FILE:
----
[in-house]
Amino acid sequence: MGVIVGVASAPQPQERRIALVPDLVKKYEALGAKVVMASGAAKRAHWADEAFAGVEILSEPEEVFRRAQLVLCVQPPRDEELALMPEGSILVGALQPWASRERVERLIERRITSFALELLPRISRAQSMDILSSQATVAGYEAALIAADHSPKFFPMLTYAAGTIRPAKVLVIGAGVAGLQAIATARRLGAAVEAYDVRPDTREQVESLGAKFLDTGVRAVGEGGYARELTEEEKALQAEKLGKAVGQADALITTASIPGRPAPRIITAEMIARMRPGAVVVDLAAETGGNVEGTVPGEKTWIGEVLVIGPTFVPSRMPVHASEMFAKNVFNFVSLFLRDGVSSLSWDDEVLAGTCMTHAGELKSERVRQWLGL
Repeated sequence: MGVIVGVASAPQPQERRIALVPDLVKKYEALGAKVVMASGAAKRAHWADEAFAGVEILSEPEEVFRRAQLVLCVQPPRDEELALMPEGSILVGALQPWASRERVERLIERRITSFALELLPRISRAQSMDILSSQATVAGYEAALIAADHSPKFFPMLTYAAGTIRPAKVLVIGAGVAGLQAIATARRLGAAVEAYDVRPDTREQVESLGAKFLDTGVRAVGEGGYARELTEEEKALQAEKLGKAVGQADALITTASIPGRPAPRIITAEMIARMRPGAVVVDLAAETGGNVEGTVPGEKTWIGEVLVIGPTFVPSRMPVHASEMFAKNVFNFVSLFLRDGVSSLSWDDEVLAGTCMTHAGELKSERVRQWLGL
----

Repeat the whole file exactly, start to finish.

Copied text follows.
[in-house]
Amino acid sequence: MGVIVGVASAPQPQERRIALVPDLVKKYEALGAKVVMASGAAKRAHWADEAFAGVEILSEPEEVFRRAQLVLCVQPPRDEELALMPEGSILVGALQPWASRERVERLIERRITSFALELLPRISRAQSMDILSSQATVAGYEAALIAADHSPKFFPMLTYAAGTIRPAKVLVIGAGVAGLQAIATARRLGAAVEAYDVRPDTREQVESLGAKFLDTGVRAVGEGGYARELTEEEKALQAEKLGKAVGQADALITTASIPGRPAPRIITAEMIARMRPGAVVVDLAAETGGNVEGTVPGEKTWIGEVLVIGPTFVPSRMPVHASEMFAKNVFNFVSLFLRDGVSSLSWDDEVLAGTCMTHAGELKSERVRQWLGL
Repeated sequence: MGVIVGVASAPQPQERRIALVPDLVKKYEALGAKVVMASGAAKRAHWADEAFAGVEILSEPEEVFRRAQLVLCVQPPRDEELALMPEGSILVGALQPWASRERVERLIERRITSFALELLPRISRAQSMDILSSQATVAGYEAALIAADHSPKFFPMLTYAAGTIRPAKVLVIGAGVAGLQAIATARRLGAAVEAYDVRPDTREQVESLGAKFLDTGVRAVGEGGYARELTEEEKALQAEKLGKAVGQADALITTASIPGRPAPRIITAEMIARMRPGAVVVDLAAETGGNVEGTVPGEKTWIGEVLVIGPTFVPSRMPVHASEMFAKNVFNFVSLFLRDGVSSLSWDDEVLAGTCMTHAGELKSERVRQWLGL